A majority of the bats have the capability of conserving their energy in case of shortage of food supply. The insects might not even fly in case of rains or severe cold. Extremely windy conditions make it difficult for the bats to fly and catch prey. Torpor is one condition that the bats go into in case of shortage of food.
Torpor is a condition that allows the bats to lower its heartbeat, lower the body temperature and regulate breathing in order to use less energy. Hibernation uses a far harsher torpor than the normal. The bats find a cooler place for going into torpor since it can help them to easily lower their body temperature as per the requirements. A warm area is difficult to migrate to and requires mild torpor every day for facing harsh situations.
In Panama, bats reside with hunger and starvation. They begin their quest for fig juice at night while using their energy in the process, and they can face death if they fail. In a study, the ecologists found that the bats have the ability to control and regulate their heart beats for saving energy. They slow down their heartbeats while travelling a long distance in order to rest and increase it to fly fast. The bats can function at both ways- at high energy levels and at low energy levels. They can even control their heart rate for even longer periods of time.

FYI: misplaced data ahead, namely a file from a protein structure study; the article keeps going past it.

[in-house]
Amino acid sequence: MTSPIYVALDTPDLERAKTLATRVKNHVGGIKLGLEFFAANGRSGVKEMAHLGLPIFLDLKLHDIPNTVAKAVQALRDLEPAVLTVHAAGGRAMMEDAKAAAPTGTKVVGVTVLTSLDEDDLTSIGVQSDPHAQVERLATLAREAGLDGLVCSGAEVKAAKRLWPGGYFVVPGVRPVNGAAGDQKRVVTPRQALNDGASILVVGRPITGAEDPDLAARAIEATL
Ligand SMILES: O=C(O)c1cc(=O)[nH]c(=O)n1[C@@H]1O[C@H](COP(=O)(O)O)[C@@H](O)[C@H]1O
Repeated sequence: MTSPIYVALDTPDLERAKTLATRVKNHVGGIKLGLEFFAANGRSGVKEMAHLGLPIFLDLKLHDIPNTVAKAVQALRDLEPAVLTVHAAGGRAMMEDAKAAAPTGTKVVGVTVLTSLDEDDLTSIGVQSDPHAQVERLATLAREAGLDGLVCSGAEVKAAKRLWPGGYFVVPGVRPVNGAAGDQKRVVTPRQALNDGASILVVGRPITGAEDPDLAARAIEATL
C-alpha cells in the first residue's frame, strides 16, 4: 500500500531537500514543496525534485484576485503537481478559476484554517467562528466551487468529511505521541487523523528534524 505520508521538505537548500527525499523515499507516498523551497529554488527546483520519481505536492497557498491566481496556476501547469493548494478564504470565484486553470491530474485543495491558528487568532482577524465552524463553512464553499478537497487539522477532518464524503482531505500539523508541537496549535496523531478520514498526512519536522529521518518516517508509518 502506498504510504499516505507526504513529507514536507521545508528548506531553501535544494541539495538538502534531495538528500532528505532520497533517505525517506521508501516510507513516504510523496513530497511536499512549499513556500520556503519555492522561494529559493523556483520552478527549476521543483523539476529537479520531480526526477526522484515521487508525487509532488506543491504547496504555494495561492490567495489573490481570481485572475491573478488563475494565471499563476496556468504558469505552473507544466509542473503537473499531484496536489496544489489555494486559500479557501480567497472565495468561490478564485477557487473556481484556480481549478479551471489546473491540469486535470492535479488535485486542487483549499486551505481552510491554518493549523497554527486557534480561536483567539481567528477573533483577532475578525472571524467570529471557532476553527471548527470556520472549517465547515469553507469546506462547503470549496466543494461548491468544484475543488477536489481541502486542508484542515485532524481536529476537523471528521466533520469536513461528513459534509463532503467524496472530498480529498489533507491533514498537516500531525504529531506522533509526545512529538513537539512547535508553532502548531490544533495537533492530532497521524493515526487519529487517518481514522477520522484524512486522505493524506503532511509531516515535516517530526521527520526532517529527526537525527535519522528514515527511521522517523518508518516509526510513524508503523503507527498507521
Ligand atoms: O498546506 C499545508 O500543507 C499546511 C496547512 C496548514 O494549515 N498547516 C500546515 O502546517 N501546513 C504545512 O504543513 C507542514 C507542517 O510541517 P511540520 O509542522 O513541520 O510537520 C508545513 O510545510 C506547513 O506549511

Teague O’Mara is an ecologist at Max Planck Institute for Ornithology, Germany, studied Uroderma bilobatum species of bats to know about their heartbeat patterns. The bats are known for using giant leaves for building their resting place. The team used big antennas, chased after the bats in the night to hear the rate of heartbeats.
791-1066 beats per minute were observed when the bats were in flight mode. Another observation made was that the heart beats of the bats slowed down sharply while resting. The slowed down heartbeat ranged from 300 to 600 beats per minute for a time interval of over 6 minutes. This managed to save more than ten percent of their energy consumption.
THE BOTTOM LINE
The researchers measured the intake of carbon content by the bats, the breath amount to see the conversion of carbon into carbon dioxide and the energy spent. They quickly realised that bats live close to the edge and if they don’t go into torpor, they might die.